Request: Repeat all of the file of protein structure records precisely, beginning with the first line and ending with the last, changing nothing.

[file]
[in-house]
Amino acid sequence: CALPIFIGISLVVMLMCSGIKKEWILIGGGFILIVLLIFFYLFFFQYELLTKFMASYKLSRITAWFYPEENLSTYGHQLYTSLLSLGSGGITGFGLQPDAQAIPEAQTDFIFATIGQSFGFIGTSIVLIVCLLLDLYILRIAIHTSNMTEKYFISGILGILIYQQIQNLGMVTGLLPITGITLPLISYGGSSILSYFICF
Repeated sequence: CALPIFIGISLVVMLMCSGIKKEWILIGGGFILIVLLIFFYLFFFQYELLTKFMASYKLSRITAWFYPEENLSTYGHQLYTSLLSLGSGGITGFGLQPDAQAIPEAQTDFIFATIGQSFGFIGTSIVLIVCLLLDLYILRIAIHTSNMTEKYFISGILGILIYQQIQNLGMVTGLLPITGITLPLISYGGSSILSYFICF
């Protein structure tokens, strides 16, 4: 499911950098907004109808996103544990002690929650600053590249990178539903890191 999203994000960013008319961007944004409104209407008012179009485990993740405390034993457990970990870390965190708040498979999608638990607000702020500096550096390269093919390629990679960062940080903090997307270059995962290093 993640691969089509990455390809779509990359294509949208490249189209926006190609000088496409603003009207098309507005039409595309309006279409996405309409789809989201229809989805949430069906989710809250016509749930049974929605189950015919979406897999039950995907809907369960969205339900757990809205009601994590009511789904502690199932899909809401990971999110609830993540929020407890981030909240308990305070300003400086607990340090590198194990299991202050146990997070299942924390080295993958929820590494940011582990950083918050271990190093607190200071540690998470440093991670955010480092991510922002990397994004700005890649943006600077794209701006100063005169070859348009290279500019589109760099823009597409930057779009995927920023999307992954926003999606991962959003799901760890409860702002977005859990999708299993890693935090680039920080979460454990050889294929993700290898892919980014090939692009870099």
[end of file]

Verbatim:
[in-house]
Amino acid sequence: CALPIFIGISLVVMLMCSGIKKEWILIGGGFILIVLLIFFYLFFFQYELLTKFMASYKLSRITAWFYPEENLSTYGHQLYTSLLSLGSGGITGFGLQPDAQAIPEAQTDFIFATIGQSFGFIGTSIVLIVCLLLDLYILRIAIHTSNMTEKYFISGILGILIYQQIQNLGMVTGLLPITGITLPLISYGGSSILSYFICF
Repeated sequence: CALPIFIGISLVVMLMCSGIKKEWILIGGGFILIVLLIFFYLFFFQYELLTKFMASYKLSRITAWFYPEENLSTYGHQLYTSLLSLGSGGITGFGLQPDAQAIPEAQTDFIFATIGQSFGFIGTSIVLIVCLLLDLYILRIAIHTSNMTEKYFISGILGILIYQQIQNLGMVTGLLPITGITLPLISYGGSSILSYFICF
């Protein structure tokens, strides 16, 4: 499911950098907004109808996103544990002690929650600053590249990178539903890191 999203994000960013008319961007944004409104209407008012179009485990993740405390034993457990970990870390965190708040498979999608638990607000702020500096550096390269093919390629990679960062940080903090997307270059995962290093 993640691969089509990455390809779509990359294509949208490249189209926006190609000088496409603003009207098309507005039409595309309006279409996405309409789809989201229809989805949430069906989710809250016509749930049974929605189950015919979406897999039950995907809907369960969205339900757990809205009601994590009511789904502690199932899909809401990971999110609830993540929020407890981030909240308990305070300003400086607990340090590198194990299991202050146990997070299942924390080295993958929820590494940011582990950083918050271990190093607190200071540690998470440093991670955010480092991510922002990397994004700005890649943006600077794209701006100063005169070859348009290279500019589109760099823009597409930057779009995927920023999307992954926003999606991962959003799901760890409860702002977005859990999708299993890693935090680039920080979460454990050889294929993700290898892919980014090939692009870099």